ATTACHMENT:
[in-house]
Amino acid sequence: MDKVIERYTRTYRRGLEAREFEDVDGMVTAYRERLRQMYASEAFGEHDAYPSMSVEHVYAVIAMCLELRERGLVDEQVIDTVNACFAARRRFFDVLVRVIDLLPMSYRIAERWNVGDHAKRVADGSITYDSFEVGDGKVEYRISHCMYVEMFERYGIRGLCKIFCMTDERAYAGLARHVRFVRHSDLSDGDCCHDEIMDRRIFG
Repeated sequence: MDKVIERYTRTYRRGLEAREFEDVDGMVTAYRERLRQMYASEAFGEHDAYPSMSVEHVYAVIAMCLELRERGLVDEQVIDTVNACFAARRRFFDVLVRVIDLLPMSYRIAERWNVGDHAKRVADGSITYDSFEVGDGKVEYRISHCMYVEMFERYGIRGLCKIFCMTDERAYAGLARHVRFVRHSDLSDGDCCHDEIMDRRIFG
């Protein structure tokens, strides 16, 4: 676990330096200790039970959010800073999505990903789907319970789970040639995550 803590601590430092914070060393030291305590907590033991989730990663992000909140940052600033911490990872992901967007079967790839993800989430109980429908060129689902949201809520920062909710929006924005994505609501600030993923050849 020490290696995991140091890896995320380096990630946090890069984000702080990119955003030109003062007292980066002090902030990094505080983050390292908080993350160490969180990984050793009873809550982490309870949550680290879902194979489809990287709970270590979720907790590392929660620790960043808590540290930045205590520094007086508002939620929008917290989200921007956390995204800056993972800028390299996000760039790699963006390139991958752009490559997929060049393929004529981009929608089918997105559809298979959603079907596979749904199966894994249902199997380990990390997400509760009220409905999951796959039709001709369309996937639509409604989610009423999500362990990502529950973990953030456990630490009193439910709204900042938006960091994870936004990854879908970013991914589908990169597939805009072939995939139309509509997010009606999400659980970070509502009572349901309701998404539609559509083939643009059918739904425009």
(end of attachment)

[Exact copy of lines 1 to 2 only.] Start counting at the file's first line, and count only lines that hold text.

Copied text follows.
[in-house]
Amino acid sequence: MDKVIERYTRTYRRGLEAREFEDVDGMVTAYRERLRQMYASEAFGEHDAYPSMSVEHVYAVIAMCLELRERGLVDEQVIDTVNACFAARRRFFDVLVRVIDLLPMSYRIAERWNVGDHAKRVADGSITYDSFEVGDGKVEYRISHCMYVEMFERYGIRGLCKIFCMTDERAYAGLARHVRFVRHSDLSDGDCCHDEIMDRRIFG